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Let's consider two number $a$ and $b$ such as $gcd(a,b)=1$. Can you explain me intuitively why there exist $n>0$ such as $a^{n} \equiv 1 \space (mod \space b)$ ?

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    $\begingroup$ If you start looking at powers of $a$ you'd eventually start getting repeats when considering the result modulo $b$, say $a^x$ and $a^{x+y}$ both resulting in $z\pmod{b}$, but then $a^xa^y\equiv a^x\equiv z\pmod{b}$. Try to reason that $a^y\equiv 1\pmod{b}$, using the fact that $a$ is coprime to $b$ and so $z$ is as well. $\endgroup$
    – JMoravitz
    Commented May 22, 2019 at 13:21
  • $\begingroup$ At this point, can we infere that $y<b$ ? If yes how ? $\endgroup$
    – AleWolf
    Commented May 22, 2019 at 13:30
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    $\begingroup$ Why should we care that $y<b$? From what I wrote alone, no you cannot, but you can add a few additional conditions... changing the opening statement to "If you start looking at the first $b$ powers of $a$ you'd eventually start getting repeats..." We know that we'll get repeats because of the pigeon-hole principle, us having at most $b-1$ holes (since it is impossible for $a^x \equiv 0\pmod{b}$) and having $b$ pigeons. This guarantees that $1\leq x<x+y\leq b$ and so $1\leq y\leq b-x<b$ $\endgroup$
    – JMoravitz
    Commented May 22, 2019 at 13:34
  • $\begingroup$ Thanks so much, if you post i vote your answer as the correct one $\endgroup$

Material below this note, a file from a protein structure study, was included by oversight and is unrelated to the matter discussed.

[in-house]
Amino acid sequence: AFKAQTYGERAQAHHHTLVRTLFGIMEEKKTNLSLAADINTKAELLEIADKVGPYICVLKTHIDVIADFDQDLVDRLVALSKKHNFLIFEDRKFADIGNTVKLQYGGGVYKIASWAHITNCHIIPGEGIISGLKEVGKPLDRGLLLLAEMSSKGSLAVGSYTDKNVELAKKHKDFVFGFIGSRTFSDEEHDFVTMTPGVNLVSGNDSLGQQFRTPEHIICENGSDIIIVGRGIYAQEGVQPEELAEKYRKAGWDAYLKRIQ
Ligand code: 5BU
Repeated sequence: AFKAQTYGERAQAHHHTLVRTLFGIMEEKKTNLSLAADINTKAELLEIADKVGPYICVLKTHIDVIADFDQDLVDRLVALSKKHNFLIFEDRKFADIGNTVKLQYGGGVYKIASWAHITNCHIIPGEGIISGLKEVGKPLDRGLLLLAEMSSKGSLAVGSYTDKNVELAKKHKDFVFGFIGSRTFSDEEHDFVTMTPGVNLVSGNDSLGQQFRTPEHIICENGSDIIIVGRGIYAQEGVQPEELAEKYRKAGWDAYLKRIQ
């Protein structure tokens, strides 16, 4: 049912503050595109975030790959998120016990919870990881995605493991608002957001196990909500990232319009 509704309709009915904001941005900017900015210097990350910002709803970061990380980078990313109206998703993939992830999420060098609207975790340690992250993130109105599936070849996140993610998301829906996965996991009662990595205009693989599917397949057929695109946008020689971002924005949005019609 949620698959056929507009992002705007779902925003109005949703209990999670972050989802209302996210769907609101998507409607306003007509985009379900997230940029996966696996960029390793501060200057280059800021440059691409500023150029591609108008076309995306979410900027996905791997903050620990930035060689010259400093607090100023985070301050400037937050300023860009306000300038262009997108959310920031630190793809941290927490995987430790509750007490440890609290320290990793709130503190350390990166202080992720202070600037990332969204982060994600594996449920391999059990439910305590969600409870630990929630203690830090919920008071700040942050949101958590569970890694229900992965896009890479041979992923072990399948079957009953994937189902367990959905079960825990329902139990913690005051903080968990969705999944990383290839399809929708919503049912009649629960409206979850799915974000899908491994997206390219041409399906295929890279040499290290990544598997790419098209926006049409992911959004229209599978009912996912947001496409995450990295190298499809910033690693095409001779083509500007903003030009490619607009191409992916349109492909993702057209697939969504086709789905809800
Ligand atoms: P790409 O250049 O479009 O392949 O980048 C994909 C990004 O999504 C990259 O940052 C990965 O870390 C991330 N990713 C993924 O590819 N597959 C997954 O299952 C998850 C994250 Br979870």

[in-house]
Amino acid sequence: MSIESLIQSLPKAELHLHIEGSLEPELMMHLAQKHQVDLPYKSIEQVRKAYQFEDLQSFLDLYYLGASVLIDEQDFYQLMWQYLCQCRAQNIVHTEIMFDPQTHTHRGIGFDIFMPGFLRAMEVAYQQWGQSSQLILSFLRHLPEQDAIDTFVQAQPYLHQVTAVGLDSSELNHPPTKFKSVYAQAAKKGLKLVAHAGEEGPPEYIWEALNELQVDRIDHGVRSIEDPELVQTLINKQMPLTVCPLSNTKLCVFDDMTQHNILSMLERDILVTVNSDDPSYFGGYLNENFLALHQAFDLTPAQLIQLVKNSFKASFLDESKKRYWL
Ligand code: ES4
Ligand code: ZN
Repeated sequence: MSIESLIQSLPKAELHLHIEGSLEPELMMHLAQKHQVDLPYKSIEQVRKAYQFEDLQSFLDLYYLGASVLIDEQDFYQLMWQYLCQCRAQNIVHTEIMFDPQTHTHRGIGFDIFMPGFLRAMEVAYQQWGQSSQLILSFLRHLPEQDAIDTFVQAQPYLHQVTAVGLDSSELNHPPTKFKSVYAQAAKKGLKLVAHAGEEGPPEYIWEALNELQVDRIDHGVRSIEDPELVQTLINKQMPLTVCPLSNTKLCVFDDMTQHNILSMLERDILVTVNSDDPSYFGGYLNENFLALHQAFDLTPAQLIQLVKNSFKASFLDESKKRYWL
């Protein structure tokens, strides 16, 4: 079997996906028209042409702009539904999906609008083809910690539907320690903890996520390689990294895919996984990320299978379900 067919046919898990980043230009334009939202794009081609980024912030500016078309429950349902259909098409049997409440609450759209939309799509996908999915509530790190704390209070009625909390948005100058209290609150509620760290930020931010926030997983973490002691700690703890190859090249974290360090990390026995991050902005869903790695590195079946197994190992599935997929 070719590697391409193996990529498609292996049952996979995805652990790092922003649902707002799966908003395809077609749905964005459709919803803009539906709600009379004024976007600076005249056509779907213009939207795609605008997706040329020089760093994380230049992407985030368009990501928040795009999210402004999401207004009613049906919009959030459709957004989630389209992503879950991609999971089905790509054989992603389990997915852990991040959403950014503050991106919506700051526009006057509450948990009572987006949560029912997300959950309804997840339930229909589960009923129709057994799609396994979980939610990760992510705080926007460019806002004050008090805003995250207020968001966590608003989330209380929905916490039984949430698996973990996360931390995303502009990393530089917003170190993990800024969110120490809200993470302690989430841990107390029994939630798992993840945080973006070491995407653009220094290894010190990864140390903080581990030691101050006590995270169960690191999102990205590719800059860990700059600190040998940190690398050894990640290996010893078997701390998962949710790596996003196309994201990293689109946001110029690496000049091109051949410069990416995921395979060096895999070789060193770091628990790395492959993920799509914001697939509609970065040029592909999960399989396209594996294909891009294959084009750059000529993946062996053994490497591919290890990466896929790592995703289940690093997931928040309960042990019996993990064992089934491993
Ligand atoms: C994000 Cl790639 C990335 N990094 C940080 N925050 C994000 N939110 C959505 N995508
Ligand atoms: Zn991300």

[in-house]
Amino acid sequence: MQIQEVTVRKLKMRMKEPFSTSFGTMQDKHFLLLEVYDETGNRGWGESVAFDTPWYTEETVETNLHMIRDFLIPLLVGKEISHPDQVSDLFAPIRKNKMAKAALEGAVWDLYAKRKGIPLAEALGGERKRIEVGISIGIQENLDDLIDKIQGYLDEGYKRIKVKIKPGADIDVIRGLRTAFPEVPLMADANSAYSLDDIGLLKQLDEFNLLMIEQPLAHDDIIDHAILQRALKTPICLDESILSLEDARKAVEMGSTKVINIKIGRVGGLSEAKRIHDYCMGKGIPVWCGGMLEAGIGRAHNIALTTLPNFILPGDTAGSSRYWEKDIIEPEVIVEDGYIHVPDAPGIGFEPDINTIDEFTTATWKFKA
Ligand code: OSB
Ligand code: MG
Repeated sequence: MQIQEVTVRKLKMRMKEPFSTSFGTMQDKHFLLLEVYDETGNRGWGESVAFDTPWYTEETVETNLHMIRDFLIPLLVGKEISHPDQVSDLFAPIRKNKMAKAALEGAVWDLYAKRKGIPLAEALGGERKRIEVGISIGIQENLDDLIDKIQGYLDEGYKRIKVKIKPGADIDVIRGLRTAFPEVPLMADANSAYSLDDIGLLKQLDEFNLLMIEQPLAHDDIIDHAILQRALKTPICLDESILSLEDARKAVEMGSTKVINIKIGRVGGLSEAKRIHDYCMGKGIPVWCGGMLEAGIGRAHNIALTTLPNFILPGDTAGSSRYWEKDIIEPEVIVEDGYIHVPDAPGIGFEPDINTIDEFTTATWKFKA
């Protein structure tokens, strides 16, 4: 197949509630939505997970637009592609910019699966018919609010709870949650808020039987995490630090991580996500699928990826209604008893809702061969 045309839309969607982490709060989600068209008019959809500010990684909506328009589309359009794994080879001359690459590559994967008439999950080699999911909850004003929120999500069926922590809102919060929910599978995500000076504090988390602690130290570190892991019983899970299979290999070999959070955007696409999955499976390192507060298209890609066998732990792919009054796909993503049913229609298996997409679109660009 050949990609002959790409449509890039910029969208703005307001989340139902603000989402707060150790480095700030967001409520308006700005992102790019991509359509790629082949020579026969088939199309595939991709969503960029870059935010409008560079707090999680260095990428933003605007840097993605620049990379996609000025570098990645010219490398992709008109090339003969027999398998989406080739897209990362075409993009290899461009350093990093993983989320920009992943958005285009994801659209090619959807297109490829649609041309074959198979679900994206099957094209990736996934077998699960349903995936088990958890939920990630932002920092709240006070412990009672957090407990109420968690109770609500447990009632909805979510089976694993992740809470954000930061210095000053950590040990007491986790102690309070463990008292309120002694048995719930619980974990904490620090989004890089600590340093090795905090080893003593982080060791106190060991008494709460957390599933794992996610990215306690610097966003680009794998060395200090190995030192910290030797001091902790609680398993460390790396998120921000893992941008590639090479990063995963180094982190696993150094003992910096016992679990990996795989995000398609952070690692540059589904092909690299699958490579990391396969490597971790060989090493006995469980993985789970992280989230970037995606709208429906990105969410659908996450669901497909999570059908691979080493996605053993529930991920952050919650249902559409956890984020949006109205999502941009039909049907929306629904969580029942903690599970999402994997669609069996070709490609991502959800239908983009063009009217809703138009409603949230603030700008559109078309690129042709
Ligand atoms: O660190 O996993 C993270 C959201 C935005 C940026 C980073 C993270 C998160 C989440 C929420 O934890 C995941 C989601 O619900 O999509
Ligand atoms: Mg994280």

– AleWolf
    Commented May 22, 2019 at 13:47

1 Answer 1

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Sure:

  • Exponents don't cause a change in gcd.
  • There are finitely many remainders possible.
  • There are, therefore, repeated remainders are forced after a certain point.

A proof of Fermat's little theorem I once saw is as follows:

Let A, be the set of all products of a, and one of the natural numbers less than b (b in this case is prime, and $\gcd(a,b)=1$). Any of these giving same remainder on division by b, implies that the two natural numbers a was multiplied by, are congruent mod b. This of course is impossible.

The product of all elements of set A, is: $$a^{b-1}(b-1)!$$ and the set of all non-zero remainders is forced to occur in this set by the above argument, so $$a^{b-1}(b-1)!\equiv (b-1)!\bmod b$$ which turns into:$$a^{b-1}\equiv 1\bmod b$$ when you cancel the factor of factorial on both sides.

It then follows using $$1^r=1$$ and it's equivalent in modulo that all multiples of $b-1$ , as exponents are 1 mod b . These combine in the composite cases.

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